Researchers are refining a system to predict the strength and movement of harmful algae blooms that plague Lake Erie during the summer. The blooms can be dangerous -- fouling beaches and threatening drinking water, especially at the western end of the lake.
The Great Lakes Environmental Research Lab's Lake Erie HAB tracker is still experimental. But researchers say the fully operational system will provide up-to-date daily information as well as a forecast.
And that will help workers at water treatment plants deal with the problem, NOAA oceanographer Eric Anderson told Great Lakes Echo. “A drinking water treatment plant operator from Cleveland looks at it every morning to see where our best guess is for where the HAB is located in Lake Erie.”
A recently added feature will show where harmful algae exists below the surface, Anderson said. If the algae is close to intake pipes, operators can take precautions.
The forecasts could be extended to other parts of the Great Lakes affected by algae blooms, researchers say.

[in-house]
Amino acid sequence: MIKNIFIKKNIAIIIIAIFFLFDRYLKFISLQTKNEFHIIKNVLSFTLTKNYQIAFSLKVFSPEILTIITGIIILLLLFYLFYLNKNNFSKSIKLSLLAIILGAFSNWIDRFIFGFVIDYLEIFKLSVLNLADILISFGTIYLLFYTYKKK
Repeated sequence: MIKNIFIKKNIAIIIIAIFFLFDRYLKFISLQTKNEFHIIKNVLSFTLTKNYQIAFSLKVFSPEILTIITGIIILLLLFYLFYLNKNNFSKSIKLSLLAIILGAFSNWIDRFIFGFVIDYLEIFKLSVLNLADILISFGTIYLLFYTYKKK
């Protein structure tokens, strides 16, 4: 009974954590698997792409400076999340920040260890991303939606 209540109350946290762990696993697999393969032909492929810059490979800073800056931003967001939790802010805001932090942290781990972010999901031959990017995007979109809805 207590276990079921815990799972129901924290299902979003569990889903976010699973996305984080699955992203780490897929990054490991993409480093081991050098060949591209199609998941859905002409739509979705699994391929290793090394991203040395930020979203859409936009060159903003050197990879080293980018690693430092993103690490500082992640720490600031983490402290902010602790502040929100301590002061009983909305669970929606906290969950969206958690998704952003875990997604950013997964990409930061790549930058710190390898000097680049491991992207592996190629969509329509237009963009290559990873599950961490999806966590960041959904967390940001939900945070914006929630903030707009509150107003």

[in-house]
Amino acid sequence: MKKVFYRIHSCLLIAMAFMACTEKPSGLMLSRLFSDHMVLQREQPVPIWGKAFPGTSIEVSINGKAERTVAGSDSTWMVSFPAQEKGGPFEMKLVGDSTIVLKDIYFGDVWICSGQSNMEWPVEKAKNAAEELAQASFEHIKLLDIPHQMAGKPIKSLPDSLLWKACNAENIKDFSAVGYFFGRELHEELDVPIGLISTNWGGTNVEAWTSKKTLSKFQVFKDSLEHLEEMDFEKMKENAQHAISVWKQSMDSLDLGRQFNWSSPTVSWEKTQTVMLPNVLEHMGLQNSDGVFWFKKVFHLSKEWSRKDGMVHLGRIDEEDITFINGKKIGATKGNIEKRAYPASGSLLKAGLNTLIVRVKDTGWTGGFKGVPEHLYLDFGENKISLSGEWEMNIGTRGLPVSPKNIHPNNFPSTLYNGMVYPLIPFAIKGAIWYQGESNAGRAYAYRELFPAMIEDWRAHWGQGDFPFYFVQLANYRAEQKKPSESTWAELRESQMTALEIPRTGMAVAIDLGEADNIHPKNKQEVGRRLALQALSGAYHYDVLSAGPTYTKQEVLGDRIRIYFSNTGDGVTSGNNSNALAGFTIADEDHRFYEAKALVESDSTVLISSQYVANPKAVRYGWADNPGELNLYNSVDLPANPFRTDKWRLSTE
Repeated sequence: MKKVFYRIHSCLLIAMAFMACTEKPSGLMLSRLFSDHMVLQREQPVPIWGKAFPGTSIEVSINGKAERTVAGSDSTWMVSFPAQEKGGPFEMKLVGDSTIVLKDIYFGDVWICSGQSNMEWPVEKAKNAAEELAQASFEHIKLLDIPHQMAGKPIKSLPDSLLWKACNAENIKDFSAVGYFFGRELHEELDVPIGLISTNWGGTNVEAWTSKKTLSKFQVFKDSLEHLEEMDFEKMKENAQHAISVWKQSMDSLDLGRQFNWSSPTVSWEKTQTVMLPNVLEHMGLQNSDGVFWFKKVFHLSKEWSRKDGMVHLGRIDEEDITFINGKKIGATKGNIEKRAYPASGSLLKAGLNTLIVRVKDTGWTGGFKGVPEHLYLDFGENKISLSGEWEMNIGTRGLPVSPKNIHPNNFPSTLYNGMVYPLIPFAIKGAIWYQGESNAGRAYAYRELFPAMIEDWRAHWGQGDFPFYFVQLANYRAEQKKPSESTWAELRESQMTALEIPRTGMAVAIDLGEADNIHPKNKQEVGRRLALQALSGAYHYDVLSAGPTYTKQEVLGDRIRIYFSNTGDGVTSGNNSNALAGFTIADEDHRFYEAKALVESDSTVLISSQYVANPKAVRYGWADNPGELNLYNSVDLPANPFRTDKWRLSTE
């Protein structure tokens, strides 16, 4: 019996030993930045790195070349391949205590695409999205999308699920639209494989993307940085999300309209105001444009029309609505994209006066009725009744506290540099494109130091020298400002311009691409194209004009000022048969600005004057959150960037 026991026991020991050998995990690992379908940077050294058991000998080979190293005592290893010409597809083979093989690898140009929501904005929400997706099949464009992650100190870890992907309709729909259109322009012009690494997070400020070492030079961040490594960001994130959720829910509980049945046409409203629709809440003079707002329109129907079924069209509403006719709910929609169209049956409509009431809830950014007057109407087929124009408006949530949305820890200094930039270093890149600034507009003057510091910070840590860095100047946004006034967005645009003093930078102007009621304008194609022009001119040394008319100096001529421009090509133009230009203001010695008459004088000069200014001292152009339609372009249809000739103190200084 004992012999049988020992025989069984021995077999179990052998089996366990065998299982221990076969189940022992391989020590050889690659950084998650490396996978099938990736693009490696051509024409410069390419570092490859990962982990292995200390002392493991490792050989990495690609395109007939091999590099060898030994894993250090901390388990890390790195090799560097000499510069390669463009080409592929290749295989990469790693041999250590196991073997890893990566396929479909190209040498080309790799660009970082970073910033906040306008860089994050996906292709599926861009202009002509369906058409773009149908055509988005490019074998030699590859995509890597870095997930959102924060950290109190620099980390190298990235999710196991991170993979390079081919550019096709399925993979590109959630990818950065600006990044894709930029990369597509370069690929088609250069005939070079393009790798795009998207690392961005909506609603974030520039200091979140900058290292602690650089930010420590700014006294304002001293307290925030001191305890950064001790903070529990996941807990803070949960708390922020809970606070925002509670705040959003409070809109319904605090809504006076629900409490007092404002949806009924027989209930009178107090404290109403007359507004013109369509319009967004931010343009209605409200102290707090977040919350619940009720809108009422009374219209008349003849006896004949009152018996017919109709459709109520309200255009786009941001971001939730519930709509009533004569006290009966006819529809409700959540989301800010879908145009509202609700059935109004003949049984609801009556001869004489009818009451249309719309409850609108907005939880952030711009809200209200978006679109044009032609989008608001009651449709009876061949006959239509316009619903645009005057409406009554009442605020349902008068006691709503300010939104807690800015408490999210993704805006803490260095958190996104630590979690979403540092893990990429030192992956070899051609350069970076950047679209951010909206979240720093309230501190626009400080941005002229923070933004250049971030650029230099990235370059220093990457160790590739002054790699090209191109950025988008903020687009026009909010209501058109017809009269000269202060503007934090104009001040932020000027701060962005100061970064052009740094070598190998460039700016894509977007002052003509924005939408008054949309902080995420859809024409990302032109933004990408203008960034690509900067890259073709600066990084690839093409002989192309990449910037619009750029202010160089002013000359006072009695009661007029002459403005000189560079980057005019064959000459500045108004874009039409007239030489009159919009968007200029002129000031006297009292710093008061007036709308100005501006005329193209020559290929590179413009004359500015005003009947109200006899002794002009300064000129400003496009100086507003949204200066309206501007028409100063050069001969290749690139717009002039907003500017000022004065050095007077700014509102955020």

Researchers use a range of data, including satellite imagery and models of water currents, in the tracking system.
Harmful algae blooms are triggered by excess nutrients, a common problem in western Lake Erie.
Experts say fertilizer runoff from farm fields is a major cause of the excess nutrients. A drought in 2016 limited runoff -- and the intensity of the bloom -- but in previous years they've a had a devastating impact.
A report from the International Joint Commission, which helps to regulate usage of the Great Lakes, recently called for tougher measures to address the nutrient problem. The IJC stated: "The water quality of western and central Lake Erie is unsatisfactory and unacceptable. New mandatory protections should supplement voluntary initiatives to reduce phosphorus loadings."